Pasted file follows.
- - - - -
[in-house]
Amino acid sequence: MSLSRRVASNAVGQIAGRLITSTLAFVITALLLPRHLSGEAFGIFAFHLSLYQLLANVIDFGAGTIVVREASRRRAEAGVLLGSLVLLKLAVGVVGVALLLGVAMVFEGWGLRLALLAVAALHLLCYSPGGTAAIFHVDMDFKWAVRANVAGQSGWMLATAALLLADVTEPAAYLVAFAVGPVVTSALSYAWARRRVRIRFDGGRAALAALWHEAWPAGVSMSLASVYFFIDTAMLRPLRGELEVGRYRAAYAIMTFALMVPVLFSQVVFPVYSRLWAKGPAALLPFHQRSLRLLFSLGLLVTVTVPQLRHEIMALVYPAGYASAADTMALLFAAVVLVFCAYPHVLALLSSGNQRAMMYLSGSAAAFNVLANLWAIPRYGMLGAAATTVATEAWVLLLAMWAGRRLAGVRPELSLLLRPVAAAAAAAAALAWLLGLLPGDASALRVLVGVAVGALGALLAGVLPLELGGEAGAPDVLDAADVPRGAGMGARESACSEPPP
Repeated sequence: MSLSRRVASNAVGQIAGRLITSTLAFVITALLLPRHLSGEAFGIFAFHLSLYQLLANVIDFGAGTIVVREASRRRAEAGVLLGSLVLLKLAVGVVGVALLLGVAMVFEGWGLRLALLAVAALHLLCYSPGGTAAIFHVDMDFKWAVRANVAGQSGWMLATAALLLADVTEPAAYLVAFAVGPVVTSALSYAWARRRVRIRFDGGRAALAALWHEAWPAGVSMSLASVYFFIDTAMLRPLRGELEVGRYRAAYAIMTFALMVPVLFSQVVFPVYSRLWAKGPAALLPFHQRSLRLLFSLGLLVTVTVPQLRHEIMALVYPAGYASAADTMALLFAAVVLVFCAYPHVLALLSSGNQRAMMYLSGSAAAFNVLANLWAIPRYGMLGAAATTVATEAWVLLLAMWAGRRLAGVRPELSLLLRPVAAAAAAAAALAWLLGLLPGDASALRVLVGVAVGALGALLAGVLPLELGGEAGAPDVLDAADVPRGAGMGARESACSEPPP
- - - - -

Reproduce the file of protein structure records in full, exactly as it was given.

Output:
[in-house]
Amino acid sequence: MSLSRRVASNAVGQIAGRLITSTLAFVITALLLPRHLSGEAFGIFAFHLSLYQLLANVIDFGAGTIVVREASRRRAEAGVLLGSLVLLKLAVGVVGVALLLGVAMVFEGWGLRLALLAVAALHLLCYSPGGTAAIFHVDMDFKWAVRANVAGQSGWMLATAALLLADVTEPAAYLVAFAVGPVVTSALSYAWARRRVRIRFDGGRAALAALWHEAWPAGVSMSLASVYFFIDTAMLRPLRGELEVGRYRAAYAIMTFALMVPVLFSQVVFPVYSRLWAKGPAALLPFHQRSLRLLFSLGLLVTVTVPQLRHEIMALVYPAGYASAADTMALLFAAVVLVFCAYPHVLALLSSGNQRAMMYLSGSAAAFNVLANLWAIPRYGMLGAAATTVATEAWVLLLAMWAGRRLAGVRPELSLLLRPVAAAAAAAAALAWLLGLLPGDASALRVLVGVAVGALGALLAGVLPLELGGEAGAPDVLDAADVPRGAGMGARESACSEPPP
Repeated sequence: MSLSRRVASNAVGQIAGRLITSTLAFVITALLLPRHLSGEAFGIFAFHLSLYQLLANVIDFGAGTIVVREASRRRAEAGVLLGSLVLLKLAVGVVGVALLLGVAMVFEGWGLRLALLAVAALHLLCYSPGGTAAIFHVDMDFKWAVRANVAGQSGWMLATAALLLADVTEPAAYLVAFAVGPVVTSALSYAWARRRVRIRFDGGRAALAALWHEAWPAGVSMSLASVYFFIDTAMLRPLRGELEVGRYRAAYAIMTFALMVPVLFSQVVFPVYSRLWAKGPAALLPFHQRSLRLLFSLGLLVTVTVPQLRHEIMALVYPAGYASAADTMALLFAAVVLVFCAYPHVLALLSSGNQRAMMYLSGSAAAFNVLANLWAIPRYGMLGAAATTVATEAWVLLLAMWAGRRLAGVRPELSLLLRPVAAAAAAAAALAWLLGLLPGDASALRVLVGVAVGALGALLAGVLPLELGGEAGAPDVLDAADVPRGAGMGARESACSEPPP